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John’s Horror Corner: Mirror Mirror (1990), an incredibly boring evil mirror movie about high school temptations.

March 3, 2019

MY CALL: A boring, uneventful movie misfiring the concepts that would later be much better presented in Wishmaster (1997) and The Craft (1996). Just go watch them instead. MOVIES LIKE Mirror Mirror: For more evil mirror movies try Oculus (2014) or Mirrors (2008). But I’d maybe skip Mirror (2014), even though it’s way better than Mirror Mirror. And let’s definitely avoid the three sequels (1994, 1995, 2000) to this movie. Yes, three!

Opening scenes in horror movies offer a chance for filmmakers and special effects artists to tease our horrific taste buds with a sort of amuse-bouche in the form of a gory death scene, transformation scene or creature effect. More often than not, it will stand out as one of the best scenes of the entire film. Disappointingly to the contrary, this movie opens with the kind of mostly off-screen death scene that you’d hope wouldn’t set such a standard (but it does), as it fit the low budget random and incomprehensible style oft-encountered in less-inspired horror.

Decades after a woman murders another, Susan Gordon (Karen Black; House of 1000 Corpses, Night Angel, It’s Alive III, Burnt Offerings) and her high school daughter Megan (Rainbow Harvest) buy the house in which the vile deed was committed. The moment we see Megan and her mother, there’s nothing subtle of the Delia-Lydia Beetlejuice (1988) dynamic being copied. Meanwhile, an antique dealer (Yvonne De Carlo; American Gothic, Cellar Dweller) handling the estate of the previous homeowner snoops through an old diary for an exposition dump explaining the magical, evil and indestructible qualities of an old mirror left behind… which, naturally, caught Megan’s fancy. Apparently, the demon within the mirror acts like an evil genie, granting its possessor wishes as it influences them.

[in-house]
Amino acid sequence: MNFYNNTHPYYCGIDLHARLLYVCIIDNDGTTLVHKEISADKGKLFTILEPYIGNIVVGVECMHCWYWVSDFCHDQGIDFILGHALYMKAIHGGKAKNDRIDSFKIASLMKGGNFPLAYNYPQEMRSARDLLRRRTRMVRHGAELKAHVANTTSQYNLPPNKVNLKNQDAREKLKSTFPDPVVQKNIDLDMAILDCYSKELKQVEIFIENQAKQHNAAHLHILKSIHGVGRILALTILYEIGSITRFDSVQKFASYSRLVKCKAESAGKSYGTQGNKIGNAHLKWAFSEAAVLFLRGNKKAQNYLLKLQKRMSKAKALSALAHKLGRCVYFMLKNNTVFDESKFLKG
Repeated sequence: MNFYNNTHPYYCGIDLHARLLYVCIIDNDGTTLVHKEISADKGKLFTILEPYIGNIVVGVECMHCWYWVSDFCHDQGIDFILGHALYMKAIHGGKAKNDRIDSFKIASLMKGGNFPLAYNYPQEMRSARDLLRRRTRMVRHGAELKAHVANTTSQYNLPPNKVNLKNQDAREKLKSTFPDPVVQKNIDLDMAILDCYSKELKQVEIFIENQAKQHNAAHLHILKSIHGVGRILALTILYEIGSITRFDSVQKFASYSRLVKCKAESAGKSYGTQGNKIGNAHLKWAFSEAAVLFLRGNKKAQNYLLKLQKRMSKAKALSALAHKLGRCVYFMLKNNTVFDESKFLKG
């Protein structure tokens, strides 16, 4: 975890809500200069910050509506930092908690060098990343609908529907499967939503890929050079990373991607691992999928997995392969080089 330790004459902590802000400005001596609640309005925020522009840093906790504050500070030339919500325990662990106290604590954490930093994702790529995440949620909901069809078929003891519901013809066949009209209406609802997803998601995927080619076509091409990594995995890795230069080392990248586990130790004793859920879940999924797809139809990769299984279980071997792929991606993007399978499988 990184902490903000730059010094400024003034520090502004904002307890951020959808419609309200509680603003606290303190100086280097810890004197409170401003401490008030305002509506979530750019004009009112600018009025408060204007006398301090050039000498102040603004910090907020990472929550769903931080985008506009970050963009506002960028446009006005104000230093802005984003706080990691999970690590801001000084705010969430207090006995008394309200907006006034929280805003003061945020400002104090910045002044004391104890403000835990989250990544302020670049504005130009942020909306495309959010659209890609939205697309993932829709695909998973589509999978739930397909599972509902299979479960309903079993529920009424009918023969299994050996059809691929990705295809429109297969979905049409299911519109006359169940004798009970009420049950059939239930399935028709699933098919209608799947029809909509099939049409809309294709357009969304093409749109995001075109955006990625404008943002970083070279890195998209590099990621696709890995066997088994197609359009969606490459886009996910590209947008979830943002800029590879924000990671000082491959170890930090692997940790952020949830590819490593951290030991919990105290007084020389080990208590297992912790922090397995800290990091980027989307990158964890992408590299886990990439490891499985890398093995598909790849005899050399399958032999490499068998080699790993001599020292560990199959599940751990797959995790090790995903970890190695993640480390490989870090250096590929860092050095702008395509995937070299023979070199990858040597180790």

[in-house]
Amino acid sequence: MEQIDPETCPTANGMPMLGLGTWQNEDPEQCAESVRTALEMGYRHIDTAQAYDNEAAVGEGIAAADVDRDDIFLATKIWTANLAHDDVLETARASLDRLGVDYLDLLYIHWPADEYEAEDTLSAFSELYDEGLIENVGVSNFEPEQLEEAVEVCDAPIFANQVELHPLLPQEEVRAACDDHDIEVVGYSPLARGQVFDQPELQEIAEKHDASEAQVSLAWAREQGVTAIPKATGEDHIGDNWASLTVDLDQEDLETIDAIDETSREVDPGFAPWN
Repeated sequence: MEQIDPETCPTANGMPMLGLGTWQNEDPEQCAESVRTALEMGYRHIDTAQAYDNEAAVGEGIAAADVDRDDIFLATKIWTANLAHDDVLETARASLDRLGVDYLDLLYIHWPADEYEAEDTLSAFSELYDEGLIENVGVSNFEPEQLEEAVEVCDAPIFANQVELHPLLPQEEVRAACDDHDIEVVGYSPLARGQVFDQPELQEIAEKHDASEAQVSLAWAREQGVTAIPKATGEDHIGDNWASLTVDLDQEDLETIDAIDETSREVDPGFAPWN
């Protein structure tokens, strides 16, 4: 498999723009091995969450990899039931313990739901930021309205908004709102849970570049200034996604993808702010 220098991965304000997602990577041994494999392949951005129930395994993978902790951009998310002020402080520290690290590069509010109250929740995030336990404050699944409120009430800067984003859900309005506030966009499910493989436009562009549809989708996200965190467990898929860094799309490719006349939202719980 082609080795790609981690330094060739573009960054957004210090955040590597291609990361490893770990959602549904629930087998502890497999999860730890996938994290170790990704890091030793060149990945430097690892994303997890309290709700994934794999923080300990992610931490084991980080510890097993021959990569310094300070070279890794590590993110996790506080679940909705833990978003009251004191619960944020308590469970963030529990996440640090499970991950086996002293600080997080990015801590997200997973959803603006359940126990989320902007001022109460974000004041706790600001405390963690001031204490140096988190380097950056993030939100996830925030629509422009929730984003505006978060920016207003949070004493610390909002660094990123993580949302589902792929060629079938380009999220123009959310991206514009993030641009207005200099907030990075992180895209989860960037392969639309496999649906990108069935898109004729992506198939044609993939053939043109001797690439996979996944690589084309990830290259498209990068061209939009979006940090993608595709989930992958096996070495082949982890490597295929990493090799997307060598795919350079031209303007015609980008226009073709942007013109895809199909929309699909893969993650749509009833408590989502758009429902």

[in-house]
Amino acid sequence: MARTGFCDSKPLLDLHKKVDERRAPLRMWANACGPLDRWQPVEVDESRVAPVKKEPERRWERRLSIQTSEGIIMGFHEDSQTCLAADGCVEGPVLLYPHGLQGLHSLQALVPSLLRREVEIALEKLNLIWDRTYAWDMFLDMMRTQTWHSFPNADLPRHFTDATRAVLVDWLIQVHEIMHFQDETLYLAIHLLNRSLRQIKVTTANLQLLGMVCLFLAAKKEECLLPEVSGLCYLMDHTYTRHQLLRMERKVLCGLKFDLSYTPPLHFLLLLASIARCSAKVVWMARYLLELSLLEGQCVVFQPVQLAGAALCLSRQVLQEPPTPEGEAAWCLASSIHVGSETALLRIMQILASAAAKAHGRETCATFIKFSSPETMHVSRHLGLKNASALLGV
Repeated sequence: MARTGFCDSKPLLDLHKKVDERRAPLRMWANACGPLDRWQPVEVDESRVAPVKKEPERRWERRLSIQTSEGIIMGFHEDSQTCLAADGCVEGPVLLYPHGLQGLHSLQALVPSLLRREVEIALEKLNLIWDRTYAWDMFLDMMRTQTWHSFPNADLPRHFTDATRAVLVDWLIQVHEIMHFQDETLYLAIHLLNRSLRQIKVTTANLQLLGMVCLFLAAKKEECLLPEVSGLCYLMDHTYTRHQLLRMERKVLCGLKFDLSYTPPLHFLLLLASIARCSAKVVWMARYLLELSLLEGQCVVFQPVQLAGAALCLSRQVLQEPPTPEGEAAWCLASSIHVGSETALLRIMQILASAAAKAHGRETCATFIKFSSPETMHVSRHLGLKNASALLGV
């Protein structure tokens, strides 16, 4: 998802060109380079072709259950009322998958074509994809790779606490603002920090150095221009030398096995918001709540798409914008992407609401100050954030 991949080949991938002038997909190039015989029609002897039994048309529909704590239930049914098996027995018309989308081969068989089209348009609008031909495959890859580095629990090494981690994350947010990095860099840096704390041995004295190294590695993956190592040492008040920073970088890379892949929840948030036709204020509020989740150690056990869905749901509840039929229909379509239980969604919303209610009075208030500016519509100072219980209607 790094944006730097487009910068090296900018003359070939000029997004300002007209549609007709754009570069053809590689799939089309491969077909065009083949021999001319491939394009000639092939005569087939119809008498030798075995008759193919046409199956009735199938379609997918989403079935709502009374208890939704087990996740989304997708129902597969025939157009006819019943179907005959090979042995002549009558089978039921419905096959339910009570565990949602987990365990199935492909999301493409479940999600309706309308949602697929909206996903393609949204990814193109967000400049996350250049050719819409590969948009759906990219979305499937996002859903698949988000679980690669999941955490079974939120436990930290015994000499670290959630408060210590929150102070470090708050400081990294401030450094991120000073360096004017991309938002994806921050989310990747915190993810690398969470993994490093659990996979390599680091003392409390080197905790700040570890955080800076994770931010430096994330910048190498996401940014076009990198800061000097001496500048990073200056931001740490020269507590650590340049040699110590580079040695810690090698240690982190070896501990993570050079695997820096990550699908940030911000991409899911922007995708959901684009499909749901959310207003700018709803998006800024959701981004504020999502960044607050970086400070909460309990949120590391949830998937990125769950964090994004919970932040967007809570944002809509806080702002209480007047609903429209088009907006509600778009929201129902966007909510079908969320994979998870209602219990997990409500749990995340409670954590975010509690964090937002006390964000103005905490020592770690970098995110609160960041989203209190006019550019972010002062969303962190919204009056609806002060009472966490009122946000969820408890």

The supernatural events that follow are haphazardly executed at best. Megan is terrorized by a manifestation of her recently deceased father’s meltingly rotten corpse (among the better scenes of the movie, but I wasn’t exactly impressed). I wasn’t really feeling the tension or horror when a classmate stupidly suffered a bad bloody nose, when another nearly drowned, or when Megan’s teacher (Stephen Tobolowsky; Single White Female) suffered an asthma attack. And when Megan uses the power of the mirror to seduce a rival Mean Girl’s boyfriend and the demon within the mirror kills him, I was right then wishing I was watching almost anything else.

This movie’s idea of a death scene is having cheap FX clawed hands shake someone’s head while spraying fake blood over no latex wounds to be found. All of the death scenes are terrible, but the “least” bad is the blistering shower scene. But the “horror” aspects aren’t all that’s bad here. The writing is painfully dry, the acting is rigid, and even the movie’s greatest efforts to be interesting feel stale. It’s nowhere near “Girlfriend from Hell (1989) bad”, but it’s pretty boring.

I see no reason to recommend this to anyone for any reason—other than punishment. For what it was trying to accomplish, I’d recommend horror fans instead explore Wishmaster (1997) and The Craft (1996), the pair of which encapsulate so much better the concepts misfired in Mirror Mirror.

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3 Comments leave one →
  1. March 3, 2019 11:37 am

    I remember this dreadful movie! Very fair review.

Trackbacks

  1. John’s Horror Corner: It’s Alive III: Island of the Alive (1987), the over-the-top monster baby sequel wandering into B-movie waters. | Movies, Films & Flix

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